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See, that's the thing. If I upload people isolated on white, nothing "fancy", no shallow DOF, no special lighting, they snap it up. Objects, too. The problem with these is they don't sell this days - there are way too many of the same style and theme on every agency. You would think they would want to diversify their collections with more interesting shots - that, by the way, if you manage to get them through, sell like crazy. ... Maybe I should concentrate on building up my Getty RM portfolio - never had a rejection there by the way, not even once. Plus you can get really creative with that, which is way more fun... Hmmm....
But that was a bit the point. Give Caesar what is Caesar's and to God what's God's. My gloomy mystery stuff sells much better on iStock than on ShutterStock, by the way.


ap

« Reply #17 on: June 25, 2010, 16:23 »
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My gloomy mystery stuff sells much better on iStock than on ShutterStock, by the way.

if they ever approve it.

since i've been uploading to zonar, which sells across three categories of micro, mid and macro with their partners, i've noticed they accept a lot more of the creative stuff i couldn't get through to the traditional micros. so, yes, plain old, boring, safe, vanilla stuff to micros and more interesting stuff to the macros. it's their loss.

« Reply #18 on: June 25, 2010, 16:30 »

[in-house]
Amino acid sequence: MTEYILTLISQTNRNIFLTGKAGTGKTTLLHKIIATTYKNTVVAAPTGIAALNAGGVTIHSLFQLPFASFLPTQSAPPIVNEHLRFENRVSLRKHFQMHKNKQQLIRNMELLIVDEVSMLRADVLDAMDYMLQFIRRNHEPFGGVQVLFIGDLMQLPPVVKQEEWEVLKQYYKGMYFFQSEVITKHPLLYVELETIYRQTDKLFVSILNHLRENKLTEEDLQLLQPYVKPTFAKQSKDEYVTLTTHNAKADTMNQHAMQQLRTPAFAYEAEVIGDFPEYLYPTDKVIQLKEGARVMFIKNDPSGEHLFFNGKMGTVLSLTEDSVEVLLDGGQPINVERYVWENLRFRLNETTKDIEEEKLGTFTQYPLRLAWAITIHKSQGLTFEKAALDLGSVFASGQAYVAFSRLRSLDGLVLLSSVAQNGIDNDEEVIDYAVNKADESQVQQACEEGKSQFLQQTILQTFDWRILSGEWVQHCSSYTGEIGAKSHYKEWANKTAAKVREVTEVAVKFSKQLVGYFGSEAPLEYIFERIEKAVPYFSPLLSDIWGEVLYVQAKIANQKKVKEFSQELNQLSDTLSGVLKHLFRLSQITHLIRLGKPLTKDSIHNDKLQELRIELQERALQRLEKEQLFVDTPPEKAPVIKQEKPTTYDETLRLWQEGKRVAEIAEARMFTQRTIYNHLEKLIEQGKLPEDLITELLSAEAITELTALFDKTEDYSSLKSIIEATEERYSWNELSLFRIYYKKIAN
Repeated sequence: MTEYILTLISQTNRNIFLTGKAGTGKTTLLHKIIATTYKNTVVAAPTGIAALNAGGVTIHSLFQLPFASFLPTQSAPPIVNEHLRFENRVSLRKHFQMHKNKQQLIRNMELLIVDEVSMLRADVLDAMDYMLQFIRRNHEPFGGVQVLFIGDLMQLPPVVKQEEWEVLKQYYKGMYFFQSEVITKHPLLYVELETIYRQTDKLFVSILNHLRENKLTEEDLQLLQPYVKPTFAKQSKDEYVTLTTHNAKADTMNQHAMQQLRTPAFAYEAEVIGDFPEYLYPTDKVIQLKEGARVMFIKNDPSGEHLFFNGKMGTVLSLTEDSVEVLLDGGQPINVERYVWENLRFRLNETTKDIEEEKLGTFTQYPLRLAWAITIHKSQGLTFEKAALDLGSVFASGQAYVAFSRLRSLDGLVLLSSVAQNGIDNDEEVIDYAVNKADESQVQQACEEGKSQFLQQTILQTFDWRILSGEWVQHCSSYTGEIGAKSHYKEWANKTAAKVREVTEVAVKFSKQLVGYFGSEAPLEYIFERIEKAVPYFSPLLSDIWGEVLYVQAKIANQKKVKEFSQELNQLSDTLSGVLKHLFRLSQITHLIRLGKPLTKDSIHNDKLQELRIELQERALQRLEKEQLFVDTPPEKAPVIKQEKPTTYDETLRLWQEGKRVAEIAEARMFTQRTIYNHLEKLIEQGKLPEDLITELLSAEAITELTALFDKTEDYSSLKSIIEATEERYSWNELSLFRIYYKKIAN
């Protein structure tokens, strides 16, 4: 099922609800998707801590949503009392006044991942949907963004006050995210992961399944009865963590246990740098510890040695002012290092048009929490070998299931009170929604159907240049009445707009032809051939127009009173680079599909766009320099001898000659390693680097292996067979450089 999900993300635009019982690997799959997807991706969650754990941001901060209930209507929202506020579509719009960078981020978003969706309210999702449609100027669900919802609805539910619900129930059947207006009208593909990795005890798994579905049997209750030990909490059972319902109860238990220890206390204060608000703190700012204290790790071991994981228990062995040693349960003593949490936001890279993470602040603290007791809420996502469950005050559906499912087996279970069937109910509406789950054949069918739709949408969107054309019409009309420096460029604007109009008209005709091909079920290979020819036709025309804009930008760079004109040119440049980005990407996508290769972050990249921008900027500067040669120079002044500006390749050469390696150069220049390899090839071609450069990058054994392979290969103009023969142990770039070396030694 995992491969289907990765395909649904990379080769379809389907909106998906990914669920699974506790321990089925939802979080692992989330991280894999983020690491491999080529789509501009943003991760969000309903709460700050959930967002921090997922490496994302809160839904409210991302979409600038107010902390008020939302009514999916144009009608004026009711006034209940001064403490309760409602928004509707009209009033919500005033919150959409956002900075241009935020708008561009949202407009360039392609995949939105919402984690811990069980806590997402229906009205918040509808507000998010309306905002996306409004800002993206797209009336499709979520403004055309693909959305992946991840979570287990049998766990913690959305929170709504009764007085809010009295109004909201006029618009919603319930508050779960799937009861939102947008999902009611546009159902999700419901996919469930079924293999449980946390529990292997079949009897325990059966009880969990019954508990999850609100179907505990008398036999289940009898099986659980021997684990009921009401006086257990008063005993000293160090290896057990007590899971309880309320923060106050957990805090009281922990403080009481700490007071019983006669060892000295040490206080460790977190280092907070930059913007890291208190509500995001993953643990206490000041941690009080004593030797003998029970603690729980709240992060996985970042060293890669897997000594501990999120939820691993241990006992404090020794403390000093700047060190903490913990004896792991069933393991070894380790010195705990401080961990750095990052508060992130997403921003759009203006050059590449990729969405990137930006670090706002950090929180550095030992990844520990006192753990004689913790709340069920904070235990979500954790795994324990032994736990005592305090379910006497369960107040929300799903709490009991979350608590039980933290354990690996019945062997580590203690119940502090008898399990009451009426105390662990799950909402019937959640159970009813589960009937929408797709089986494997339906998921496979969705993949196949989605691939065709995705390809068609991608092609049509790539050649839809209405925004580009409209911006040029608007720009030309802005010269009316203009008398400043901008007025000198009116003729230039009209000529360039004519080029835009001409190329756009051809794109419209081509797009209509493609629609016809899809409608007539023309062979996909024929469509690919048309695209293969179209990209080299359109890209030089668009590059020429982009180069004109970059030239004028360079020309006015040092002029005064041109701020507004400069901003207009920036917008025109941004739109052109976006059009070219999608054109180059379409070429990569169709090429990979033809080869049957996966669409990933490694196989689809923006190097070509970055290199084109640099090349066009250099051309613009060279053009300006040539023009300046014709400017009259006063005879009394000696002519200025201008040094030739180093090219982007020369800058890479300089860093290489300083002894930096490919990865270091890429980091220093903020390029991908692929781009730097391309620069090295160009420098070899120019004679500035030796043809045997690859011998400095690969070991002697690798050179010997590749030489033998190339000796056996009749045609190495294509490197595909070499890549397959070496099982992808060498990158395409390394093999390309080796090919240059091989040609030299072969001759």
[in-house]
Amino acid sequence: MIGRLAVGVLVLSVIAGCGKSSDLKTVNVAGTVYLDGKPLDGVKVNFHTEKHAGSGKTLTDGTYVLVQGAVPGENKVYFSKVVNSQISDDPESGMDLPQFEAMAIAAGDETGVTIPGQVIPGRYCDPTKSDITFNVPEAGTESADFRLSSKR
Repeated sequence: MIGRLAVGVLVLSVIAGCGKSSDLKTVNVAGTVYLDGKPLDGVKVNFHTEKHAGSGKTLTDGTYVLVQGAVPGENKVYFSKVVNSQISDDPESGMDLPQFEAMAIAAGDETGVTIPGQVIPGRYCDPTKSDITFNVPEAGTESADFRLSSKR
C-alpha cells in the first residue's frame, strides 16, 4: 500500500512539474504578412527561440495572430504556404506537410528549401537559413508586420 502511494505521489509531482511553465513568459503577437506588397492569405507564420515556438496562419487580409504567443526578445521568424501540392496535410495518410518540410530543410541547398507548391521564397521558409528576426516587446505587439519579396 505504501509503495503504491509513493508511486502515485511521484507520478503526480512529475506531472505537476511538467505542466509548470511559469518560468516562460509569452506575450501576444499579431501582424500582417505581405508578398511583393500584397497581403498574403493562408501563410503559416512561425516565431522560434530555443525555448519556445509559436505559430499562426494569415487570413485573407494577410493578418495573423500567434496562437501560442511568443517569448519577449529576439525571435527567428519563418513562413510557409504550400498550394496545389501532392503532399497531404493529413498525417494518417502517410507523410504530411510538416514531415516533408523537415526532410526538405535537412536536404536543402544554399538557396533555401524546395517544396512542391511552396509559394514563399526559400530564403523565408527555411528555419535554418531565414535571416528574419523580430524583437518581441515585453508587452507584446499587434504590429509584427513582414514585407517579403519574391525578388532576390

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Just had a batch where I had a 25% acceptance rate. Rather dismal I think.

« Reply #19 on: June 25, 2010, 17:58 »
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Best bet is to learn from all rejections and resubmit the same one from time to time in hopes of getting a better reviewer.

Personally I never resubmit the rejected image. If they don't like it...what is the point of resubmitting?
Also if you want to learn from the rejection why do you resubmit the same one?

depends on the reason - i've been submitting India images of tribal markets and dawn on the ganges - mostly all editorial and accepted by SS; then a submission comes back with tthe same sort of images [very different shots], and they're rejected as being not editorial or not newsworthy.  these i definitely resubmit as they usually get accepted by the next reviewer.

for editorial in particular, there are many poorly trained reviewers who think the only editorial is breaking news

s

« Reply #20 on: June 25, 2010, 20:06 »